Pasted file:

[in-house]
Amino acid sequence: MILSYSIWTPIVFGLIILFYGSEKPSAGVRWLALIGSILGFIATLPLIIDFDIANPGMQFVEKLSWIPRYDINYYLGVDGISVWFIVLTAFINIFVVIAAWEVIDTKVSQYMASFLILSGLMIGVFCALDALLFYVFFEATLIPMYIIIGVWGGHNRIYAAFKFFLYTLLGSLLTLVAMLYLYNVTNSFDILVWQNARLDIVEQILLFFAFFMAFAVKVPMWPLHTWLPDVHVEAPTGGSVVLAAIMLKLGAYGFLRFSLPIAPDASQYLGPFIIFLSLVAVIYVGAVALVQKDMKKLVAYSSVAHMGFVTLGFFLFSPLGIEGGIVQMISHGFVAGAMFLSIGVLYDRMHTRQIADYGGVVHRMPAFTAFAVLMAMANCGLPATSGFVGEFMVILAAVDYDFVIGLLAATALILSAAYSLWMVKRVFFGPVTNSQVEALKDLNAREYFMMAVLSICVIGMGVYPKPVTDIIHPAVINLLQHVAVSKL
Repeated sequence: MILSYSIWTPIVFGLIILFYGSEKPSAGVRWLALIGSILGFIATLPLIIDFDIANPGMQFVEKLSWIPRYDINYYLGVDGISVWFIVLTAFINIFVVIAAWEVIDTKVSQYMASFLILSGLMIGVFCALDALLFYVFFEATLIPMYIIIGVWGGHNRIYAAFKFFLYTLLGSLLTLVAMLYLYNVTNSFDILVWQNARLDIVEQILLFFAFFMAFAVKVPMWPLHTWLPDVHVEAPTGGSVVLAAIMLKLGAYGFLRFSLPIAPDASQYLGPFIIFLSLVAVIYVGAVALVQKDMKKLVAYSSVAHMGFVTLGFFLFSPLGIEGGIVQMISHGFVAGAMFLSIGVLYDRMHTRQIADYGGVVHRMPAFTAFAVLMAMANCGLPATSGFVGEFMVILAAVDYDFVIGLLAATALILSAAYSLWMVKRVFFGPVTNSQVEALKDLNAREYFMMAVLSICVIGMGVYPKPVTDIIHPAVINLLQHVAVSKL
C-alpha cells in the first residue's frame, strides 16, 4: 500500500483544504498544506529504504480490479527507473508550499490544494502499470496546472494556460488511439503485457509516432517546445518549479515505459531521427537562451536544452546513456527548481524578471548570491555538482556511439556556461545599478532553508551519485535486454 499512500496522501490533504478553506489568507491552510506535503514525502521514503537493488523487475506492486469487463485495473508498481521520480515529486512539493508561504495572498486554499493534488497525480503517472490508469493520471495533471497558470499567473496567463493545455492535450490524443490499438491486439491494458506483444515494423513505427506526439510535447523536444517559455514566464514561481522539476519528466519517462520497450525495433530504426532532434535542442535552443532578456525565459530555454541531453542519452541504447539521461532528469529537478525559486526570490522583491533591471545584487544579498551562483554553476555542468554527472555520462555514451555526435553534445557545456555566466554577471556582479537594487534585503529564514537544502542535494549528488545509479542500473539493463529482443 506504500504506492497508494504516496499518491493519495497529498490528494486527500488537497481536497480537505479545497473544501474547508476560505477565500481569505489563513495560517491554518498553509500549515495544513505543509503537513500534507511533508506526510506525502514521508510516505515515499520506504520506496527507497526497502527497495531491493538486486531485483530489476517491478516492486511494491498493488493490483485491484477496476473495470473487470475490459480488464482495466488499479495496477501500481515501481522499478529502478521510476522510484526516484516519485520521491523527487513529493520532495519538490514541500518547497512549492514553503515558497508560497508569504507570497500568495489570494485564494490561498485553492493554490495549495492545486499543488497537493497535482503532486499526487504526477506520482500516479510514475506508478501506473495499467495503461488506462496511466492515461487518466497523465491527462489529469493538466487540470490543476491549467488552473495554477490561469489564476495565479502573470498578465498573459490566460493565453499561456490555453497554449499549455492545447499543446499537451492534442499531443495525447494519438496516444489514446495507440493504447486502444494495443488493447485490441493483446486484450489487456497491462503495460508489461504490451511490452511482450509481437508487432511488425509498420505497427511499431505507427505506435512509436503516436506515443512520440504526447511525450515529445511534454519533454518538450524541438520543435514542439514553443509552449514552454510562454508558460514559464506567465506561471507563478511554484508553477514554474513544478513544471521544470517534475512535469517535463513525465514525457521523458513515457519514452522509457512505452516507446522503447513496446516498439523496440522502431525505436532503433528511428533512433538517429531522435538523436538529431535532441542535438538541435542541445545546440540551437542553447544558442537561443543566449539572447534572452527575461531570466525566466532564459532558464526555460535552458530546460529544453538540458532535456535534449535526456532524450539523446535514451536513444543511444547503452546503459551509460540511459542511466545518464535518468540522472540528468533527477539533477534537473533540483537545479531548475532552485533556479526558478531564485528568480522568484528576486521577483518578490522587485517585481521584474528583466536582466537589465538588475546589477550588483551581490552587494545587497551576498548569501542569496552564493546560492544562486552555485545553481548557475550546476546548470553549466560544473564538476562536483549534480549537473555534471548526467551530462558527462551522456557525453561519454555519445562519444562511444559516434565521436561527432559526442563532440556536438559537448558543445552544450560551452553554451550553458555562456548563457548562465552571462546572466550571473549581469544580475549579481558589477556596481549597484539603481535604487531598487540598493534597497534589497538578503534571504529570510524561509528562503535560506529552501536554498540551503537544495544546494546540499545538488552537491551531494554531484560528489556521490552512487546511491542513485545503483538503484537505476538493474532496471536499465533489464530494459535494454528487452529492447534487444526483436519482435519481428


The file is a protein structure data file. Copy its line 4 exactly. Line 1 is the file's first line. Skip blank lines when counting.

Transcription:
C-alpha cells in the first residue's frame, strides 16, 4: 500500500483544504498544506529504504480490479527507473508550499490544494502499470496546472494556460488511439503485457509516432517546445518549479515505459531521427537562451536544452546513456527548481524578471548570491555538482556511439556556461545599478532553508551519485535486454 499512500496522501490533504478553506489568507491552510506535503514525502521514503537493488523487475506492486469487463485495473508498481521520480515529486512539493508561504495572498486554499493534488497525480503517472490508469493520471495533471497558470499567473496567463493545455492535450490524443490499438491486439491494458506483444515494423513505427506526439510535447523536444517559455514566464514561481522539476519528466519517462520497450525495433530504426532532434535542442535552443532578456525565459530555454541531453542519452541504447539521461532528469529537478525559486526570490522583491533591471545584487544579498551562483554553476555542468554527472555520462555514451555526435553534445557545456555566466554577471556582479537594487534585503529564514537544502542535494549528488545509479542500473539493463529482443 506504500504506492497508494504516496499518491493519495497529498490528494486527500488537497481536497480537505479545497473544501474547508476560505477565500481569505489563513495560517491554518498553509500549515495544513505543509503537513500534507511533508506526510506525502514521508510516505515515499520506504520506496527507497526497502527497495531491493538486486531485483530489476517491478516492486511494491498493488493490483485491484477496476473495470473487470475490459480488464482495466488499479495496477501500481515501481522499478529502478521510476522510484526516484516519485520521491523527487513529493520532495519538490514541500518547497512549492514553503515558497508560497508569504507570497500568495489570494485564494490561498485553492493554490495549495492545486499543488497537493497535482503532486499526487504526477506520482500516479510514475506508478501506473495499467495503461488506462496511466492515461487518466497523465491527462489529469493538466487540470490543476491549467488552473495554477490561469489564476495565479502573470498578465498573459490566460493565453499561456490555453497554449499549455492545447499543446499537451492534442499531443495525447494519438496516444489514446495507440493504447486502444494495443488493447485490441493483446486484450489487456497491462503495460508489461504490451511490452511482450509481437508487432511488425509498420505497427511499431505507427505506435512509436503516436506515443512520440504526447511525450515529445511534454519533454518538450524541438520543435514542439514553443509552449514552454510562454508558460514559464506567465506561471507563478511554484508553477514554474513544478513544471521544470517534475512535469517535463513525465514525457521523458513515457519514452522509457512505452516507446522503447513496446516498439523496440522502431525505436532503433528511428533512433538517429531522435538523436538529431535532441542535438538541435542541445545546440540551437542553447544558442537561443543566449539572447534572452527575461531570466525566466532564459532558464526555460535552458530546460529544453538540458532535456535534449535526456532524450539523446535514451536513444543511444547503452546503459551509460540511459542511466545518464535518468540522472540528468533527477539533477534537473533540483537545479531548475532552485533556479526558478531564485528568480522568484528576486521577483518578490522587485517585481521584474528583466536582466537589465538588475546589477550588483551581490552587494545587497551576498548569501542569496552564493546560492544562486552555485545553481548557475550546476546548470553549466560544473564538476562536483549534480549537473555534471548526467551530462558527462551522456557525453561519454555519445562519444562511444559516434565521436561527432559526442563532440556536438559537448558543445552544450560551452553554451550553458555562456548563457548562465552571462546572466550571473549581469544580475549579481558589477556596481549597484539603481535604487531598487540598493534597497534589497538578503534571504529570510524561509528562503535560506529552501536554498540551503537544495544546494546540499545538488552537491551531494554531484560528489556521490552512487546511491542513485545503483538503484537505476538493474532496471536499465533489464530494459535494454528487452529492447534487444526483436519482435519481428